Ida from Spark!

Q&A with Spark! CEO Shannon McGuire

Photo of Shannon McGuire on the left, small Spark! logo in the middle, and content on the right stating “Wisdom from a mom on her 40th birthday; Shannon McGuire, chief empowerment officer
Shannon McGuire is the Chief Empowerment Officer here at Spark! Strategic Solutions. The work we do, how we do it, and why all come from Shannon’s creation, in some way or another. Whether it’s leadership development using Human-Centered YOUnity™, the guiding vision to make the world better, or the mom wisdom to make it happen, Shannon’s impact is felt wherever Spark! goes. 

To celebrate her 40th birthday, we sat down with Shannon to ask her six of our most pressing questions, and hopefully gain some of that mom wisdom ourselves. 

Please note, content has been edited for brevity; the meaning has not been altered. 

Q: What are the four biggest lessons you’ve learned in your four decades of life?

A: Well, the first 10 years of my life were kinda bad. But that taught me that my adversities are my advantage. Reflecting on that decade, there were big challenges that happened then that are so helpful to me now, but I had to reframe my mindset–and how I viewed those challenges to get there. I had to accept and acknowledge that the hard things in my life became my aces in life’s game of blackjack.

Decade two,–from 10 to 20–WOO! I became a mom in that decade. What I learned was I can always have a different finish. Early on I was so focused on the starting line and where I came from that I forgot that I can chart my own course. Define my own destiny. Create my own end point. Essentially, I always have the power to make decisions for myself to make my world better.

Decade three…I feel old counting these decades y’all! So from the span of 20 to 30–I learned to stop fighting and how to co-create. From parenting to leadership, I realized all roles are about relationships. Everything comes down to people. All families, organizations, and communities are filled with people. If I want to create a better world for myself and others, I need to learn how to work with polarities. It's like blending blue and yellow to get green, I need to include me and them to get to WE.  

This past decade has been wild. From 30 to 40 I’ve learned that life can be unpredictable, scary, and fun–mostly when I let go. Like raising my hands on a roller coaster ride. Once I released my fears, my uncertainties eased. The chaos in my mind and world calmed and I can now enjoy the ride.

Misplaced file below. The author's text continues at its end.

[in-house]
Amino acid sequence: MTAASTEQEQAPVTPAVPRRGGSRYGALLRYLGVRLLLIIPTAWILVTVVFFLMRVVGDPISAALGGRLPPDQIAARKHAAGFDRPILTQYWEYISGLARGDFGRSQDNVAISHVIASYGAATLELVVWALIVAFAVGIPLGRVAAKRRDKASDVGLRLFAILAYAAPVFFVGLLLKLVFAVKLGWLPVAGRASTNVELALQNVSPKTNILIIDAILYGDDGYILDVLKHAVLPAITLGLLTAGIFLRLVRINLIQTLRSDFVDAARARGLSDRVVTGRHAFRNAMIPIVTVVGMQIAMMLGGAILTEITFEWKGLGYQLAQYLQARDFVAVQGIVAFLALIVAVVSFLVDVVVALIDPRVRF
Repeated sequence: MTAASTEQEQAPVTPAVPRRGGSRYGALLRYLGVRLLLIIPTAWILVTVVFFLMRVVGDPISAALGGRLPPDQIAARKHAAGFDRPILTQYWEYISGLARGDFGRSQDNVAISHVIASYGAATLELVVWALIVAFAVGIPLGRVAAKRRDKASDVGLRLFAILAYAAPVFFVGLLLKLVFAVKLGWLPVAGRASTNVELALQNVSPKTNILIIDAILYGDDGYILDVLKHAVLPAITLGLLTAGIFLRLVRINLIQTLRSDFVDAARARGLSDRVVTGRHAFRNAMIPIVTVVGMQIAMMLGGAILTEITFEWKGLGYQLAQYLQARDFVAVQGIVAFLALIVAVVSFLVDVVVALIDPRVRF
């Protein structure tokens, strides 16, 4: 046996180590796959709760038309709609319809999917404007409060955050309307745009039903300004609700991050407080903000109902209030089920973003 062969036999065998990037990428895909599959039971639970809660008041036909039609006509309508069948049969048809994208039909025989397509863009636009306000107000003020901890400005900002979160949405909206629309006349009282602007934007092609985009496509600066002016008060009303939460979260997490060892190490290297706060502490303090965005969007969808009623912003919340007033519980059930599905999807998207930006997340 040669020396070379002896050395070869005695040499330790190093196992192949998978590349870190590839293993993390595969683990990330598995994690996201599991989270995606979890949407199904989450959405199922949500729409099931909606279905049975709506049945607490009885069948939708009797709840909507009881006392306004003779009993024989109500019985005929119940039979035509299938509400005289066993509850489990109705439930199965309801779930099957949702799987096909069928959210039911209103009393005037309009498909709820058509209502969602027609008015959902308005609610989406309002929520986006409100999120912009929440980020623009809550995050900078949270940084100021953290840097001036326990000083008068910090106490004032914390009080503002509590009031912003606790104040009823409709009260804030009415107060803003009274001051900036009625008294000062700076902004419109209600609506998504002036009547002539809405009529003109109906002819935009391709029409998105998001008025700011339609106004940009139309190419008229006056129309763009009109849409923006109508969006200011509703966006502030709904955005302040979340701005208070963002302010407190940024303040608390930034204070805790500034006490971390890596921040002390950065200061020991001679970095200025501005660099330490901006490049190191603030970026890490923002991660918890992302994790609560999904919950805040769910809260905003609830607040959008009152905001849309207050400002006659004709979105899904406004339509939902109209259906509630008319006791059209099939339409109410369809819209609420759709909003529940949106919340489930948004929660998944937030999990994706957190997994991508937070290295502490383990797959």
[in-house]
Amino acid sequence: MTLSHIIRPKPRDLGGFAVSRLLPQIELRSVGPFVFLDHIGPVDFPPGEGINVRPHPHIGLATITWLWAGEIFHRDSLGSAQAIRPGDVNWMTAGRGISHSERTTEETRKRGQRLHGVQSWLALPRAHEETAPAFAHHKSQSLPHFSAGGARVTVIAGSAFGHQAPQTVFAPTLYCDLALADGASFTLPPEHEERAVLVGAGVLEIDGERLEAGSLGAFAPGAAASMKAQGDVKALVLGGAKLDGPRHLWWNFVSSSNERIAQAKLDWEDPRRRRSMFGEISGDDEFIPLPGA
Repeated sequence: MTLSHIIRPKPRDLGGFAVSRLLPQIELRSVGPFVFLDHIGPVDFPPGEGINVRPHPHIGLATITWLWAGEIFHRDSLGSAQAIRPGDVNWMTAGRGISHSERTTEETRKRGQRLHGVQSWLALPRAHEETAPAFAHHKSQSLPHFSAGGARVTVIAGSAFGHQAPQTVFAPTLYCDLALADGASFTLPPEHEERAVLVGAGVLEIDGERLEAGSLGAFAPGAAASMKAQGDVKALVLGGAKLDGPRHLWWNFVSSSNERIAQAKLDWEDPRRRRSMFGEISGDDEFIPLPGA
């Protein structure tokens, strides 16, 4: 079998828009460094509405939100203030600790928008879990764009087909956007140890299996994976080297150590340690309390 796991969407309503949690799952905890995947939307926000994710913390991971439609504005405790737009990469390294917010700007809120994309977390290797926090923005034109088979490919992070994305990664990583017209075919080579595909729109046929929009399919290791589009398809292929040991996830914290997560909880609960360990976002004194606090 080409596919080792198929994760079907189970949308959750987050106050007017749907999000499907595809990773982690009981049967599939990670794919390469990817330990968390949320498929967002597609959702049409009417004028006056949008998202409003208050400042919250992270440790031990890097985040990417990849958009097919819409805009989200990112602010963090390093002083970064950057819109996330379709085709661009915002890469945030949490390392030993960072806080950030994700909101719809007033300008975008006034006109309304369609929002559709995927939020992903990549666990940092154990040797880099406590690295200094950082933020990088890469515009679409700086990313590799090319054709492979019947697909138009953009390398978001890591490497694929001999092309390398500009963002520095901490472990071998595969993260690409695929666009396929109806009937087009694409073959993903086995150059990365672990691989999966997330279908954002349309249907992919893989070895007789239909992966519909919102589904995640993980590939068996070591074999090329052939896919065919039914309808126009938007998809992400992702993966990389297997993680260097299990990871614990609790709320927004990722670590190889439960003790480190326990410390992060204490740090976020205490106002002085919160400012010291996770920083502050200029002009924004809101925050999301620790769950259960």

I probably have like 100 other lessons but those are the big themes for me so far. 

Q: If you could go back and change one thing, would you? And what would you change?

A: I wouldn’t change anything. I've learned to reconcile and accept what was–and what is. There've been a lot of missed opportunities, a lot of missteps, a lot of mistakes, but I wouldn't change a damn thing. I’ve learned to resolve the positives and negatives of my life on a daily basis. That way I won’t leave this planet with regrets. No baggage for me!

Q: What would you say is your greatest accomplishment so far?

A: Hands down, being a mom. And not only that, building a stable, steady (for the most part), loving household where we always have a place where we belong together as a family. Staying in a relationship with my husband for over two decades and having four kids across two generations. And guess what? They actually like me! I think that has been incredible.

Q: What’s the most rewarding thing about being a mom?

A: Oh my gosh, I think watching these little humans grow up to be big humans. Helping them build and achieve their dreams. I love, love, love helping people achieve their Big Dream, and that’s because of what I’ve experienced being a mom. I enjoy guiding them through the process of learning. 

One of my biggest lessons tied to motherhood has been that it's not about preventing my kids from feeling hurt and pain, I'll never be able to do that. It's about giving them the guidance, tools, and techniques necessary so they know how to get up and get through it. 

It’s like watching them stand and walk for the first time–cheering them on as they take their first steps. Encouraging them so they have confidence. Giving them room so they can practice. This is what the process of learning is like.

Q: What’s your big dream for the next 40 years?

A: I've been thinking a lot about this one lately, and it came down to something super simple: Help 8 billion people feel good about being themselves. 

Okay, I know it’s simple to say, but it’s going to be super hard to do.

I’m on a mission to help people feel good about being themselves so the world is a better, brighter place. I know it’s ambitious. Through collaboration and co-creation we can make it happen. This goal is bigger than me alone. 

One day, I want the entire world to meditate on joy at the same time. Like a massive joy-filled, blissed out wave filling the world. I bet a lot of good would happen for humanity….or we’ll go through a time warp to a distant land far away…and filled with joy. I’m biased. 

Q: Do you have any tips for people to help them feel good about being themselves?

A: First and foremost, define who you are. Reclaim your story, understand who you are, and get comfortable with who you are.  You're the sum of your environment, your parents, your belief system, societal opinions, and all of those things in between. Start to unpack your own story. I think that's like the best way to go. 

And then define what good means for you. Sometimes we get so caught up in being “happy” and achieving all of these “things,” all of these material possessions. If you stripped all that shit away, how would you feel? Start the journey to feeling good about being yourself from that raw place.
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